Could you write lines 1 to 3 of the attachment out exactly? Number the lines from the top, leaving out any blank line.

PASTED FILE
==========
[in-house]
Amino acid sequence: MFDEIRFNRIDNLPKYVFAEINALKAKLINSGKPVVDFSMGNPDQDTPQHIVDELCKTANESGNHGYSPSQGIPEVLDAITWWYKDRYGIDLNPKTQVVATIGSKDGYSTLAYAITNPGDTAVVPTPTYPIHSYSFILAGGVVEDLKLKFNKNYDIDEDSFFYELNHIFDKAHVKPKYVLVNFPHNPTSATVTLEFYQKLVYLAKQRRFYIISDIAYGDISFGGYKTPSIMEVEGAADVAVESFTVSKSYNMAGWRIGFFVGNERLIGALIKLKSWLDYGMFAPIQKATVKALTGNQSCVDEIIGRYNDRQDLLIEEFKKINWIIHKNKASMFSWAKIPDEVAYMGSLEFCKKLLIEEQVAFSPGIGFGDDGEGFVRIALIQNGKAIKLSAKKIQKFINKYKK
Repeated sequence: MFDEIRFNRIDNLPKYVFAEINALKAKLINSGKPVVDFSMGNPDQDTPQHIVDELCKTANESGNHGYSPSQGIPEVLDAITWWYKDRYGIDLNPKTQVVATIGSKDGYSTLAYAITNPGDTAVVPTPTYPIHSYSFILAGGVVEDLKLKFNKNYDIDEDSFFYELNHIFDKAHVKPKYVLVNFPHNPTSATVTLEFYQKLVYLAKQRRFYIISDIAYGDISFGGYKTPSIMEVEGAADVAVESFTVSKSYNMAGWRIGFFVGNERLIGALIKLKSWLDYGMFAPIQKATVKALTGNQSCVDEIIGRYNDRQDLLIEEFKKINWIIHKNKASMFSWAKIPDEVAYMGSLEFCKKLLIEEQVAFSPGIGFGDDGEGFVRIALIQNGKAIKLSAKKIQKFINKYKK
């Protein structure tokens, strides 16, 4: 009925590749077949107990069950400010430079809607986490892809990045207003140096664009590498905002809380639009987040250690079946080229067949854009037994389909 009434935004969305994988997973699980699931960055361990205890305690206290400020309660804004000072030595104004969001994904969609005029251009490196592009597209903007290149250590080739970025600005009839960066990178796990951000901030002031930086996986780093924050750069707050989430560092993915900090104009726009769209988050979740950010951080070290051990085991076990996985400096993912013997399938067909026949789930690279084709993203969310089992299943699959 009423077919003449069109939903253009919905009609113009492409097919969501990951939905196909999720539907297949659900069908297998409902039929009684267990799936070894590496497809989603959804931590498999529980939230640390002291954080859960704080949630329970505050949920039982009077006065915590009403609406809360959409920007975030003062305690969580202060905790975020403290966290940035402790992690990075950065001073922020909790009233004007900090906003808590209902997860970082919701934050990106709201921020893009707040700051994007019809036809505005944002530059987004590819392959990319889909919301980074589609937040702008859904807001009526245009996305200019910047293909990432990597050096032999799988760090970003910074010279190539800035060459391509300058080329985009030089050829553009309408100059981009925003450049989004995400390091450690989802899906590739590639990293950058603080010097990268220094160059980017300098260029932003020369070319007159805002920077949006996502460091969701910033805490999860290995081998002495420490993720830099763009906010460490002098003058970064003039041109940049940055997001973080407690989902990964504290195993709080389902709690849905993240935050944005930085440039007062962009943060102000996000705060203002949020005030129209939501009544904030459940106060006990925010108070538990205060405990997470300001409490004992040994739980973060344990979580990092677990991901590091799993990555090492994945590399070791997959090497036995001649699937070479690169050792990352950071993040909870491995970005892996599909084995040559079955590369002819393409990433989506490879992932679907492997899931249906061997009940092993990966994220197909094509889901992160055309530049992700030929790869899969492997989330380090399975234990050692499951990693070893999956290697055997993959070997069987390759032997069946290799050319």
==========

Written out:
[in-house]
Amino acid sequence: MFDEIRFNRIDNLPKYVFAEINALKAKLINSGKPVVDFSMGNPDQDTPQHIVDELCKTANESGNHGYSPSQGIPEVLDAITWWYKDRYGIDLNPKTQVVATIGSKDGYSTLAYAITNPGDTAVVPTPTYPIHSYSFILAGGVVEDLKLKFNKNYDIDEDSFFYELNHIFDKAHVKPKYVLVNFPHNPTSATVTLEFYQKLVYLAKQRRFYIISDIAYGDISFGGYKTPSIMEVEGAADVAVESFTVSKSYNMAGWRIGFFVGNERLIGALIKLKSWLDYGMFAPIQKATVKALTGNQSCVDEIIGRYNDRQDLLIEEFKKINWIIHKNKASMFSWAKIPDEVAYMGSLEFCKKLLIEEQVAFSPGIGFGDDGEGFVRIALIQNGKAIKLSAKKIQKFINKYKK
Repeated sequence: MFDEIRFNRIDNLPKYVFAEINALKAKLINSGKPVVDFSMGNPDQDTPQHIVDELCKTANESGNHGYSPSQGIPEVLDAITWWYKDRYGIDLNPKTQVVATIGSKDGYSTLAYAITNPGDTAVVPTPTYPIHSYSFILAGGVVEDLKLKFNKNYDIDEDSFFYELNHIFDKAHVKPKYVLVNFPHNPTSATVTLEFYQKLVYLAKQRRFYIISDIAYGDISFGGYKTPSIMEVEGAADVAVESFTVSKSYNMAGWRIGFFVGNERLIGALIKLKSWLDYGMFAPIQKATVKALTGNQSCVDEIIGRYNDRQDLLIEEFKKINWIIHKNKASMFSWAKIPDEVAYMGSLEFCKKLLIEEQVAFSPGIGFGDDGEGFVRIALIQNGKAIKLSAKKIQKFINKYKK